Last month U.S. Representative Kevin Brady addressed Houston-area business professionals at the Calvetti Ferguson Energy Forum and Cocktail Reception. The event was sponsored by Calvetti Ferguson, a financial accounting and advising firm specializing in the fields of energy, construction, hospitality and multinational businesses. Attendees had ample opportunity to network before and after the presentation while enjoying hors d'oeuvres and drinks in the Wisteria Ballroom of the Westin Houston – Memorial City hotel.
Brady spoke about several topics, including his work in Congress on tax reform. He said that he was encouraged at the number of companies that are bringing back investments to the United States in the short-term, and the longer-term goal of influencing the locations of businesses. He that one business owner from Boston recently said to him “We like to do our manufacturing where we do our research, and so that is going to happen in New England if we can find workers to do the manufacturing.”
Another business owner of a Houston-based company recently announced that due to the financial benefit they expect to receive under the new tax code, “they’re investing in new facilities, they’re investing in their workforce, and they’re investing in new technologies to remain productive and become competitive going forward.” Not only that, the company plans to build those new facilities in (and hire workers in) the United States rather than in other countries now that the tax code justifies keeping those investments here.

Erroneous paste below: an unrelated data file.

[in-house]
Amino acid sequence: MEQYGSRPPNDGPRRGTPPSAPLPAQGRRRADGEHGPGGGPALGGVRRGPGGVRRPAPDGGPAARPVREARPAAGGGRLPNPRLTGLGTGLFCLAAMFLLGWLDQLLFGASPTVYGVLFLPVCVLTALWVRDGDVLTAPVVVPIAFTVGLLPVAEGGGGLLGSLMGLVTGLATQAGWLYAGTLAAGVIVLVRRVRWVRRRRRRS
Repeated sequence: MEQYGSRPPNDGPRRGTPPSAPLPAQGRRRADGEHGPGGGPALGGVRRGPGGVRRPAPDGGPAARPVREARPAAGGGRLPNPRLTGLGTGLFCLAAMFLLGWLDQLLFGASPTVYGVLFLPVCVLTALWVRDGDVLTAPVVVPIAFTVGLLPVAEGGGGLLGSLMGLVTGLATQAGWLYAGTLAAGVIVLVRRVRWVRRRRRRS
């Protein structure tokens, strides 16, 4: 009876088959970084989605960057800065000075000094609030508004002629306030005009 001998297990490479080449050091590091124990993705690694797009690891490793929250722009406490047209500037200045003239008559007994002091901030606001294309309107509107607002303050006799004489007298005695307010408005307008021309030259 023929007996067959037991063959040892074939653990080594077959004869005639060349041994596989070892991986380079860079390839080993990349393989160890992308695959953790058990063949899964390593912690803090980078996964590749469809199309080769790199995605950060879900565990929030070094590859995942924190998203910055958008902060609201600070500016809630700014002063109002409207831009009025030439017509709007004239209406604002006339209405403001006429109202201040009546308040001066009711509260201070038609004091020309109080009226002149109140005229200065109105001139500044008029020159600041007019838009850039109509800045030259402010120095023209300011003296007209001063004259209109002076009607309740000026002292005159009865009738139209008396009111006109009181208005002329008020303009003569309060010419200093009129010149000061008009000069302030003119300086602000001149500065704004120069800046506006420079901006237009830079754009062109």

Brady said that in the recent past, economists all declared that the slow growth rate of the economy was the “new norm” and there was nothing that would change that. Brady and his colleagues were not willing to accept that, which is why they decided to work to reform the tax codes. He said the work is not complete, and he asked the business leaders in the room to write to the House Ways and Means Committee with questions and suggestions, so that by fall they will have a better, more finely-tuned version of the proposed law. He said:
“The culture in Washington is to wait 30 years between major tax reforms: to let our code drift farther and farther behind our competitors, to try to address it by stuffing it full of special provisions that usually just make it more complicated and create another group that wants those special provisions – that’s been the culture.”
Brady wants to change that way of thinking. He said the main goals for the final version of the tax reform are:
- Permanence – past changes have been long-term but not permanent, but “for growth, and for certainty, permanence matters.”
- Retirement Savings – families are not saving enough and are not starting to save early enough. Brady said we need to change the way we incentivize savings in America.
- Innovation – “The country that wins the innovation race wins, just wins period, economically and otherwise. … What more can we do to encourage innovation?”